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Why weaning the world off oil remains hard

The outlook for global oil demand is mixed. The struggle to decarbonise the petrochemical sector poses challenges and opportunities.

By Adrian Murdoch

oil, climate change, energy security
A sea of blue barrels. Why can’t humans shift away from oil? (Image by photomaster via Shutterstock)
  • Global oil demand is expected to rise by 6% between 2022 and 2028 from 99.8m barrels per day to a peak of 105.7m barrels per day.
  • The UK’s stance on maximising North Sea oil reserves for energy security, reflects the tension between economic interests and environmental concerns.
  • The transition away from petrochemicals is complex, as they are deeply entrenched in daily activities and challenging to decarbonise with current technologies.

The most recent report on the demand for global oil from the Paris-based International Energy Agency was, at best, mixed.

First the good news. Growth in the demand for oil is set to slow almost to a halt in the coming years, with the high prices and security of supply concerns highlighted by the global energy crisis hastening the shift towards cleaner energy technologies.

“The shift to a clean energy economy is picking up pace, with a peak in global oil demand in sight before the end of this decade,” says IEA executive director Fatih Birol.

The report estimates that based on current government policies and market trends, global oil demand will rise by 6% between 2022 and 2028 from 99.8m barrels per day to a peak of 105.7m barrels per day [see chart].

The growth will be driven by petrochemicals.

But despite this cumulative increase, annual demand growth is expected to shrivel from 2.4m barrels per day this year to just 0.4m barrels per day by 2028.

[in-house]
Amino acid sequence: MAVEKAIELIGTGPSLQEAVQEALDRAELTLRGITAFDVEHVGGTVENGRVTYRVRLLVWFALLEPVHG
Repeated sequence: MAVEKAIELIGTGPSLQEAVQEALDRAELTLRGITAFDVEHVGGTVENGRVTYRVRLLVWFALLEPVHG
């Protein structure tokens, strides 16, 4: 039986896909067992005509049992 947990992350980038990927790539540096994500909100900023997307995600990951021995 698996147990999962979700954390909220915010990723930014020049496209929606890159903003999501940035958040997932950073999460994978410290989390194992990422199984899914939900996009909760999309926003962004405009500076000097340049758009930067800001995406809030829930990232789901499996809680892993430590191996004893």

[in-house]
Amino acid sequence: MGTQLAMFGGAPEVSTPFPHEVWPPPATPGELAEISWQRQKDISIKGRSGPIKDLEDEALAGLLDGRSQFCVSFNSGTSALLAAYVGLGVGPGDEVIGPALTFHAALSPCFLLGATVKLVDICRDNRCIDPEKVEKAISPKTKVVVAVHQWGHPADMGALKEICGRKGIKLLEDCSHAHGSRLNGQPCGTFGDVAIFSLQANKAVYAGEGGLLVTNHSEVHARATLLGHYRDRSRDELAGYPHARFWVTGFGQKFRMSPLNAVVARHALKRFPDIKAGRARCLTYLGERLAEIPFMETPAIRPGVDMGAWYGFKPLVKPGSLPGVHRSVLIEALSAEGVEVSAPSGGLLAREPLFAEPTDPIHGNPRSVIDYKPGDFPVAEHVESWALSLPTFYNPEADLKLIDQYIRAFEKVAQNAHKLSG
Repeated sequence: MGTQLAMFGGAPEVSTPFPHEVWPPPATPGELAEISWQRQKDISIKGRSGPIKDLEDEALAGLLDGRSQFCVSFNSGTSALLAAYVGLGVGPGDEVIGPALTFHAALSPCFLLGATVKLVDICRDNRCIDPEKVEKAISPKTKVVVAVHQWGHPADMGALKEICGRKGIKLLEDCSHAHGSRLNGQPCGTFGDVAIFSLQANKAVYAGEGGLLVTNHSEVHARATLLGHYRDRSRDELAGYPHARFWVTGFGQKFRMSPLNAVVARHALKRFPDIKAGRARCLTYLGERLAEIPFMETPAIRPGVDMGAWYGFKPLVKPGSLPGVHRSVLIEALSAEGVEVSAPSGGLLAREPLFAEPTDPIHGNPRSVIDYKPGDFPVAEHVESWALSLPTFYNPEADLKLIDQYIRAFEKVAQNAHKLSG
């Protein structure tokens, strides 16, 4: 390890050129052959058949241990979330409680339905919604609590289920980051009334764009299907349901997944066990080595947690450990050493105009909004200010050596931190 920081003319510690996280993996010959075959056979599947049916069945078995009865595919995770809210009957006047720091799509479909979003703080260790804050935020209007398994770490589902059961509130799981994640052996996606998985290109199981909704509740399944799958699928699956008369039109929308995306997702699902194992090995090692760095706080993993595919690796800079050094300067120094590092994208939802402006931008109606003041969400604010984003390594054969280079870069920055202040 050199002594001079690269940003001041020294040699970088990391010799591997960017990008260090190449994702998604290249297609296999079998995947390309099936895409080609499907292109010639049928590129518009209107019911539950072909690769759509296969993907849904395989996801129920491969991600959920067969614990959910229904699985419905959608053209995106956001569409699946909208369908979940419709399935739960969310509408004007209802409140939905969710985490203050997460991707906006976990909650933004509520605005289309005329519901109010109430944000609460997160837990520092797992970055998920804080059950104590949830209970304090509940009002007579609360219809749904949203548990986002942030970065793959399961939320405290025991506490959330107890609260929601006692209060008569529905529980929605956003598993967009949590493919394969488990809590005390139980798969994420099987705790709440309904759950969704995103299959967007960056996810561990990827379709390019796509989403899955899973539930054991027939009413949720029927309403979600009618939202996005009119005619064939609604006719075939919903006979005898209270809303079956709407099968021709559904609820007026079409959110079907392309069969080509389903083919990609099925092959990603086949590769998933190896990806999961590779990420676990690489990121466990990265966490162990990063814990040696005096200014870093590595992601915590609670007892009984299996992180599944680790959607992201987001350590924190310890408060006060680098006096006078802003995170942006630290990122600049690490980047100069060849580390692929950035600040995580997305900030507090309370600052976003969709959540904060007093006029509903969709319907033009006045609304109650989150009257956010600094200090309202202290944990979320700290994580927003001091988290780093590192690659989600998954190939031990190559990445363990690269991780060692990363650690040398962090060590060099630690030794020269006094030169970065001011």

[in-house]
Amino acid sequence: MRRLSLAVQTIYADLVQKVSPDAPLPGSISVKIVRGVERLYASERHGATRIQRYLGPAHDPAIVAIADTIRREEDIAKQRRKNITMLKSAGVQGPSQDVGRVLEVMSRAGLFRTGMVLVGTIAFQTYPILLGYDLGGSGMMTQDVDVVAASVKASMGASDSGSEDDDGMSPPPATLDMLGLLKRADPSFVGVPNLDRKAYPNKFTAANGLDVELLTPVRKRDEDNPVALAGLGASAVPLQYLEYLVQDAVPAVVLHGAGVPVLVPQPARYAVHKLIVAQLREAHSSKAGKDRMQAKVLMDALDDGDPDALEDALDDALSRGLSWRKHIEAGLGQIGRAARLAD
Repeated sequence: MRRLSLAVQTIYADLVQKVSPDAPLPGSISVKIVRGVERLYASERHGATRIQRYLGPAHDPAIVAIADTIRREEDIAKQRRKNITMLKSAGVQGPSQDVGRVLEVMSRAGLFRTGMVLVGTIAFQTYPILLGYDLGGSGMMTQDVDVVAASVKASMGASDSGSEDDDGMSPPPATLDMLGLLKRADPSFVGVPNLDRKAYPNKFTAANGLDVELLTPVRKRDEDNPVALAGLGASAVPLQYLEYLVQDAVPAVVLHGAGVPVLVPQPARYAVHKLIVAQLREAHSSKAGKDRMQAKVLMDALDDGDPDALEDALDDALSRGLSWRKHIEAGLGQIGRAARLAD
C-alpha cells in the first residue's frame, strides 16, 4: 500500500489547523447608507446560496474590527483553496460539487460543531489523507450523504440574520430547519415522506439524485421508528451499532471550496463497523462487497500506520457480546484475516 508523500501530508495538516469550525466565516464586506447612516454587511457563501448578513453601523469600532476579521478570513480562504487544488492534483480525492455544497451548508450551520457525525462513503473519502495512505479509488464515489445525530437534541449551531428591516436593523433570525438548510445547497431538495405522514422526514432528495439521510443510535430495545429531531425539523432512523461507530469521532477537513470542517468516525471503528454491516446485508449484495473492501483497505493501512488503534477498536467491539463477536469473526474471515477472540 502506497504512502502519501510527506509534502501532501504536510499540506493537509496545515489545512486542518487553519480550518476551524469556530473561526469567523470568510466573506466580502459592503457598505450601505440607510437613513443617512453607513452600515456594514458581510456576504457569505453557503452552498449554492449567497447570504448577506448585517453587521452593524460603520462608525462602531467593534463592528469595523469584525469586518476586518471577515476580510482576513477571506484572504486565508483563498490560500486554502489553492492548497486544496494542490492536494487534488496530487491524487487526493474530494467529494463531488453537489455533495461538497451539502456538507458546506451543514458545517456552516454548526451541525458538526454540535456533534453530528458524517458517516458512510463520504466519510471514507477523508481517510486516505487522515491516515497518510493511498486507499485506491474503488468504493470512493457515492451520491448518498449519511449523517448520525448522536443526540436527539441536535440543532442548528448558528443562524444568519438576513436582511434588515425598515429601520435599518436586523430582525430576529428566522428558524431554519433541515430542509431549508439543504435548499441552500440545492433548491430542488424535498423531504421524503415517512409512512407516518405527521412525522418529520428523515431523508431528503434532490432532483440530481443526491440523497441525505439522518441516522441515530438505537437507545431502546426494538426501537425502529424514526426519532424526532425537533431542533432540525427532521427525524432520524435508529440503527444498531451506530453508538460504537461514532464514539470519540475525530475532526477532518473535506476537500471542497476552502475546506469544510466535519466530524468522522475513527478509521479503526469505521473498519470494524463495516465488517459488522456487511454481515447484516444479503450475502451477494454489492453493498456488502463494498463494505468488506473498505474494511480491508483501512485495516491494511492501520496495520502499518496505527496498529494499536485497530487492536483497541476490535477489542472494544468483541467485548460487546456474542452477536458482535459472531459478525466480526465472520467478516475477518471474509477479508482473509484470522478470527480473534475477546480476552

The decline is being driven by the expansion of electric vehicles, the growth of biofuels and improving fuel economy which reduces consumption.

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A resurgence in investment

But it is not all good news. While demand might be on a downward trajectory, the IEA also reports that global upstream investment in oil and gas exploration, extraction and production is on course to reach its highest level since 2015, growing 11% year-on-year to $528bn by the end of 2023.

In a recent report on oil and gas megatrends, BMI, a unit of Fitch Solutions, pointed out that the rise of a more fragmented world with unsteady energy supply chains is expected “to support elevated domestic investment in energy infrastructure”.

The key beneficiary here, of course, is the oil and gas industry. And BMI points the finger of blame firmly at the war in Ukraine.

Although the abrupt supply shock sent prices soaring and “strengthened resolve” in some countries to diversify away from fossil fuels through greater use of renewable energy sources, it has also seen “a resurgence in domestic oil and gas investment for both profit and on energy security grounds risking climate targets”.

Certainly, investors have been keen to fund this expansion. As Capital Monitor reported at the end of July, the world’s top 30 asset managers have invested $3.5bn in bonds of 40 companies involved in fossil fuel expansion over the past 18 months. In January alone, BlackRock and Vanguard alone held $25.3bn in oil and gas bonds.

Nowhere can this “resource nationalism” be seen more clearly than in the UK.